How is Man’s destruction of our natural environment both devastating and beautiful?
What role does fashion and design play in bringing these issues to light?
How can we protect what is left of this Eden?
This fashion line is inspired by Man’s exploitation and selfish devastation of the Earth’s natural resources. Deforestation is draining sustainable resources to their depletion, crude oil seeping into the sea is a devastation to the ocean’s inhabitants, and warmer waters stress coral landscapes to the point of death. The reality of this death and destruction sets an expiration date for the future of Earth as humans prioritize their personal needs before the planet’s. Through our work we hope to represent these upsetting degradation with a design experiment about the environment and man’s menacing takeover.
In collaboration with Vincent DeRienzo and Leah Kendrick
How can we challenge the conventional relationship between organism and habitat, plant and vessel?
How can a Mycelium planter and the plant it nurtures feed off of each other, and support mutual growth?
In the current design paradigm, to what extent should designers relinquish some control to the material? Should our position transition from that of pure manufacturer to caretaker?
How can the design reflect the interplay of geometric and organic form, digital and natural fabrication, hard and soft, dead and alive to reveal the richness of two concurrent ecosystems?
For this Mycelial vessel, we were interested in subverting the typical plant and planter relationship by using an emergent biomaterial that will continue to grow alongside the lifeform it supports. We considered in particular the unique versatility of Mycelium to grow into the frame it is placed in and the differences in resulting rigidity based on its state of life. Our final design incorporates both a baked Mycelium base to contain the plant, as well as a supporting structure of still inoculating Mycelium that operates within a separate ecosystem beneath the plant.
Bioformation Class | In collaboration with Minyoung Jeong and Hagan Miller
How can we tell the story of our hometown with only found and constructed images?
What narrative are we trying to depict through visual information?
For this assignment on hometown narratives, I was interested in presenting a commentary on the aesthetic of the Singaporean built environment and the sense of homogeneity and constructed imagery that we inherited from the founding fathers who built this city up from the ground with efficiency and space maximization in mind. This coupled with today's re fabrication of a lost culture feeds into a narrative of an overly curated and designed city, reflecting on ideas of authenticity and what it means to have a national identity in the 21st century.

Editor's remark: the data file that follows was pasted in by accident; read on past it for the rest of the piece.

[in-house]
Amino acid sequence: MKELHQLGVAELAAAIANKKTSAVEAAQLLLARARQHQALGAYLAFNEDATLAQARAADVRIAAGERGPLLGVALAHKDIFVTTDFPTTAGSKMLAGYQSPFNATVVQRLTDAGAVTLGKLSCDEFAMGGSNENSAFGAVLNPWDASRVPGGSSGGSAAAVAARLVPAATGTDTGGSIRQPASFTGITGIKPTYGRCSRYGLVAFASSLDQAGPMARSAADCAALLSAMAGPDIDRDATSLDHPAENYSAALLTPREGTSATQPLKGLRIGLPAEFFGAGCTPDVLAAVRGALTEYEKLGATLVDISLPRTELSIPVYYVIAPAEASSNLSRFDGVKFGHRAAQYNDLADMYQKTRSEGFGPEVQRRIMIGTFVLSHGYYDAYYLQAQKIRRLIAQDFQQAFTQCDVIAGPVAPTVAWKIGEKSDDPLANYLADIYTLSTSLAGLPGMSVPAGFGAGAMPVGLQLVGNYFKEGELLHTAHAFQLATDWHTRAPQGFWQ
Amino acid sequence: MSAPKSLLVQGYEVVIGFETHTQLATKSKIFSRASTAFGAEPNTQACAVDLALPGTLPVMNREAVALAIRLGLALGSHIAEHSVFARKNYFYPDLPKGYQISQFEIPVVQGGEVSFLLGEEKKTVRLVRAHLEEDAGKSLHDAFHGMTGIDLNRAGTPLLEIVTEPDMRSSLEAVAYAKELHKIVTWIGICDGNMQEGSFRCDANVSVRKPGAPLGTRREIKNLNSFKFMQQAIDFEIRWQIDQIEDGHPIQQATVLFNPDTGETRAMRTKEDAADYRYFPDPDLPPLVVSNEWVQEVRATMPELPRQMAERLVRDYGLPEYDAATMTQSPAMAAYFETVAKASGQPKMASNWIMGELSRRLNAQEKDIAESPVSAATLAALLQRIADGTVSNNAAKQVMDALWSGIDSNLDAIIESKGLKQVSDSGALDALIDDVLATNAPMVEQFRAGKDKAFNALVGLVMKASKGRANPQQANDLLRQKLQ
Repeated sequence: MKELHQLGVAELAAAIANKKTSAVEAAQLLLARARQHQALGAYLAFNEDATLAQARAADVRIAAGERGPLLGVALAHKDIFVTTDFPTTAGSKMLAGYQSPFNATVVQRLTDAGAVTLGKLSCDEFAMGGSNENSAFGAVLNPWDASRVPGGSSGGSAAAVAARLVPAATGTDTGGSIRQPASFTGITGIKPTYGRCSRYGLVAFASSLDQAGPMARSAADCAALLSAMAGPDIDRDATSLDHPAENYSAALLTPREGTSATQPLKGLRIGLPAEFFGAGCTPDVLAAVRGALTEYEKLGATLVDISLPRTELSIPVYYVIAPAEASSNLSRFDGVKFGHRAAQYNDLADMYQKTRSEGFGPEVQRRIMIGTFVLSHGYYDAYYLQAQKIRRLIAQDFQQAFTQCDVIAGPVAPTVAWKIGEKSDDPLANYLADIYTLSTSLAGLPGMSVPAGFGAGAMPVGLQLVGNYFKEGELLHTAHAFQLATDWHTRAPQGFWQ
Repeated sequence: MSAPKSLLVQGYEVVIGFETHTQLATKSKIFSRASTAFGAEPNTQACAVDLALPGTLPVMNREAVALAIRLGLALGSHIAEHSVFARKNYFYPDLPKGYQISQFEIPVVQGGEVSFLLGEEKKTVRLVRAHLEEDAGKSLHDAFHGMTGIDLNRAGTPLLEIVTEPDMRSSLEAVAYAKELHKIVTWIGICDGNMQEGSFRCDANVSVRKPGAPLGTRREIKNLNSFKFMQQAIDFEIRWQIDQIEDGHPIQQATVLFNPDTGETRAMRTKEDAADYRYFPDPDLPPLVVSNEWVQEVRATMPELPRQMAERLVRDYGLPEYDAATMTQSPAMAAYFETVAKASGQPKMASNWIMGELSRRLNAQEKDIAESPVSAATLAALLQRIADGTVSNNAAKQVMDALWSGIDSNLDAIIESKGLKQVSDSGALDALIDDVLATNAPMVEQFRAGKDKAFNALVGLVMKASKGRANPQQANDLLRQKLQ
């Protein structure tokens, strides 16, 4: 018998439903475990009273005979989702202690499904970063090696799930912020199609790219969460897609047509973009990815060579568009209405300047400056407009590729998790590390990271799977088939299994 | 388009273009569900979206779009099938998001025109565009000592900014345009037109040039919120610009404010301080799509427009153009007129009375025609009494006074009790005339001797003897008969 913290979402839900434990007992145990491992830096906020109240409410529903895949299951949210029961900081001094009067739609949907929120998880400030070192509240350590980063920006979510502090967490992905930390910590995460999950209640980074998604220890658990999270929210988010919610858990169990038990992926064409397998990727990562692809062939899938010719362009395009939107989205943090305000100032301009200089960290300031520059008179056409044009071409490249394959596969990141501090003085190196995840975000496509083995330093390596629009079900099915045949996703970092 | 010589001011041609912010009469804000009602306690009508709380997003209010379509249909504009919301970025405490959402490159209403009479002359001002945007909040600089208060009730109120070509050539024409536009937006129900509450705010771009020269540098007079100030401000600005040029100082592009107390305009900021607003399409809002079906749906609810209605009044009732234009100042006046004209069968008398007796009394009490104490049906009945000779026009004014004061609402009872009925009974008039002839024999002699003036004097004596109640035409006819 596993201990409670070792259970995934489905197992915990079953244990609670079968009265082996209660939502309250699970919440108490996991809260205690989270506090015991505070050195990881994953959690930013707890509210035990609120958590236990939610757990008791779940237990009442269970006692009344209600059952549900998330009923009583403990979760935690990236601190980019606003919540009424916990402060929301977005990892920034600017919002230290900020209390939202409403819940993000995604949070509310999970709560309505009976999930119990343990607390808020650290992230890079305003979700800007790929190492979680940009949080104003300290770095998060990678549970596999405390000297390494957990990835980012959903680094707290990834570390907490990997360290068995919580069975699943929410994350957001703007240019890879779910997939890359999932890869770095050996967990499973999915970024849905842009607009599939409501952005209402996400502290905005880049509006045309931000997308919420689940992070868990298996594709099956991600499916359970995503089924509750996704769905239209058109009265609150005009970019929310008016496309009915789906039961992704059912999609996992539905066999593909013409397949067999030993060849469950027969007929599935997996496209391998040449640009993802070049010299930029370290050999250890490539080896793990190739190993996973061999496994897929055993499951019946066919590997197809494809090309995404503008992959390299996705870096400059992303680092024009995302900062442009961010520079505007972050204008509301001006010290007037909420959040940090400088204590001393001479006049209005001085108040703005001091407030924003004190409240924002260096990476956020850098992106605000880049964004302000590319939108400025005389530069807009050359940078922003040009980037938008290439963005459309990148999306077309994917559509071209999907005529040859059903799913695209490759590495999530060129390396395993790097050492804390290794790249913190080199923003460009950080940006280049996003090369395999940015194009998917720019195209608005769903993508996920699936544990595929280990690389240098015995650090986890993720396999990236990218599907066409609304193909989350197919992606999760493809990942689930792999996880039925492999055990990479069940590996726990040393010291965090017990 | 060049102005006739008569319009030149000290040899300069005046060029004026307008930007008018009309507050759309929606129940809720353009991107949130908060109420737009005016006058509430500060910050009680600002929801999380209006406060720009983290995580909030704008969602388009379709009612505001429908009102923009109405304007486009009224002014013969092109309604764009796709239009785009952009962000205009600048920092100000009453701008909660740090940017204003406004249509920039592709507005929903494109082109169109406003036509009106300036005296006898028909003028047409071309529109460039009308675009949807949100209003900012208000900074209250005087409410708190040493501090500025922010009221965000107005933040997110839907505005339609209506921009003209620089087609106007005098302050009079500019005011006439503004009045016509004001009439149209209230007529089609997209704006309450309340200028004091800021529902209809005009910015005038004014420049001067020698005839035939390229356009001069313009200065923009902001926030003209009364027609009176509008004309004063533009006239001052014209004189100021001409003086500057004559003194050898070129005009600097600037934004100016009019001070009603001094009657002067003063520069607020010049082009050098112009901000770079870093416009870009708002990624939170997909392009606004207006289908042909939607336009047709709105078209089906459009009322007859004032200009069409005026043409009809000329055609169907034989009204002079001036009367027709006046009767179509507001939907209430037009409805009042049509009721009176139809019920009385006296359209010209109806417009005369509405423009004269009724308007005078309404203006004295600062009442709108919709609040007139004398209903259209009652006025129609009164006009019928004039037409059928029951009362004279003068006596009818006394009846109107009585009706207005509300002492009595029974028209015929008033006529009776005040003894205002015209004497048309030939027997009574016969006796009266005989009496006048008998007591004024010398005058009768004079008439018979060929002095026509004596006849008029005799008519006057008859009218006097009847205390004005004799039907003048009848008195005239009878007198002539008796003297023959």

Future Fictions studio
The once five-hundred-year flood has now become an almost weekly occurrence. With it washes ashore layer upon layer of phosphorous, nitrogen, potassium, and other regenerative nutrients – onto lands which have not been used for agriculture in decades due to the arid soil resulting from industrial and monocultural farming procedures.
Over time these mineral deposits build up around vestiges in the landscape, rocks, dead roots, clay or stiff soil – anything that allowed them to hold and not be washed back by the receding tides. What must have also come with the floods (although we aren’t entirely sure, it could have also been long-dormant in our soil, or some peculiar result of a chemical process natural or not) is a bacteria which has acted to solidify these mineral deposits into structures embedded within the soil.
Over time the wind and water have washed away the loose layers of topsoil which had no biomass to anchor it down, unveiling these rich mineral formations to above ground life. Due to their composition and the way in which they were formed these structures proved alluring to many different avian species. As things began to grow on their nutrient rich surfaces, the birds began pecking at the forms. Ingesting portions inadvertently, and very consciously taking other pieces away to use as building materials, they began to redistribute the immured minerals to neighboring ecologies very much in need. Through a natural regenerative process, the birds, which were the instigators, but later also an abundance of other organisms within the ecology have begun the long process of replenishing the depleted landscape using these deposits of veritable fertilizer gold. The extremely concentrated object begins to dissipate and spread its riches back out across the landscape.
How can design be relegated to a set of rules and command structures, forming a new language of intentional accidence?
How does the authorship of the artist change as we relinquish issues of aesthetics and composition to a predesigned system?
The project explores the emerging question of computation in architectural design as we possess an ever-increasing range of tools that allows us to design in new and more complex ways. As these complexities move beyond the reliable grasp of the human mind, how can we establish a new process of design that relinquishes control to the system instead of the architect in a way that generates new and exploratory forms. In this experiment of the artifact, a combination of digital and analog tools were used, where the object was designed through digital platforms, then laminated, fragmented and reassembled by hand.
Fundamentals of Computational Design Class | In collaboration with Longney Luk
TECTONIC WOOD SCULPTURE
This project began through a series of drafted tectonic drawings exploring the form and movement of daily household objects. The drawings of two objects were then combined to form a new hybrid drawing which formed the basis for an eventual wood sculpture that incorporated elements of tectonic and wood joinery.
In collaboration with Stephen Sontag